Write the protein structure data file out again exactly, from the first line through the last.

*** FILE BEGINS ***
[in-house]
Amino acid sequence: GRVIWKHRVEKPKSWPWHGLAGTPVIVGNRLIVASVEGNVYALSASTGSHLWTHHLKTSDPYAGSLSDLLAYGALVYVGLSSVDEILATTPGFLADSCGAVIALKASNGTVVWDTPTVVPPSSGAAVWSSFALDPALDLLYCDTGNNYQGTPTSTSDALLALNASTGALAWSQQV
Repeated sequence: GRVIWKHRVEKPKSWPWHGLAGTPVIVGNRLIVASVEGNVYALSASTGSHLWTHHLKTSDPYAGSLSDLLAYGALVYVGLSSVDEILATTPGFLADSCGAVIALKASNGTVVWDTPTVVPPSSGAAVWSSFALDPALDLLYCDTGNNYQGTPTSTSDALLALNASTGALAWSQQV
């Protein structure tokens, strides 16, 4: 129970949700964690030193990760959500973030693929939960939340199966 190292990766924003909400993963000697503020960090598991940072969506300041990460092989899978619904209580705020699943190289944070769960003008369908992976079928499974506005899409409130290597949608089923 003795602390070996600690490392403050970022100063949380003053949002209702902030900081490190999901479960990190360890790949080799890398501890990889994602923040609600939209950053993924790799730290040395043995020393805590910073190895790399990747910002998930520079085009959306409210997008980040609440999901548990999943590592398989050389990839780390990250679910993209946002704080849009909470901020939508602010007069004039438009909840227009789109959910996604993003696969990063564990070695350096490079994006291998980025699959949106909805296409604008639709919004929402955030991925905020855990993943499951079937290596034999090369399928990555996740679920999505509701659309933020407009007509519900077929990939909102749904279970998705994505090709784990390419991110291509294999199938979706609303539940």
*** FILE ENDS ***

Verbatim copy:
[in-house]
Amino acid sequence: GRVIWKHRVEKPKSWPWHGLAGTPVIVGNRLIVASVEGNVYALSASTGSHLWTHHLKTSDPYAGSLSDLLAYGALVYVGLSSVDEILATTPGFLADSCGAVIALKASNGTVVWDTPTVVPPSSGAAVWSSFALDPALDLLYCDTGNNYQGTPTSTSDALLALNASTGALAWSQQV
Repeated sequence: GRVIWKHRVEKPKSWPWHGLAGTPVIVGNRLIVASVEGNVYALSASTGSHLWTHHLKTSDPYAGSLSDLLAYGALVYVGLSSVDEILATTPGFLADSCGAVIALKASNGTVVWDTPTVVPPSSGAAVWSSFALDPALDLLYCDTGNNYQGTPTSTSDALLALNASTGALAWSQQV
């Protein structure tokens, strides 16, 4: 129970949700964690030193990760959500973030693929939960939340199966 190292990766924003909400993963000697503020960090598991940072969506300041990460092989899978619904209580705020699943190289944070769960003008369908992976079928499974506005899409409130290597949608089923 003795602390070996600690490392403050970022100063949380003053949002209702902030900081490190999901479960990190360890790949080799890398501890990889994602923040609600939209950053993924790799730290040395043995020393805590910073190895790399990747910002998930520079085009959306409210997008980040609440999901548990999943590592398989050389990839780390990250679910993209946002704080849009909470901020939508602010007069004039438009909840227009789109959910996604993003696969990063564990070695350096490079994006291998980025699959949106909805296409604008639709919004929402955030991925905020855990993943499951079937290596034999090369399928990555996740679920999505509701659309933020407009007509519900077929990939909102749904279970998705994505090709784990390419991110291509294999199938979706609303539940």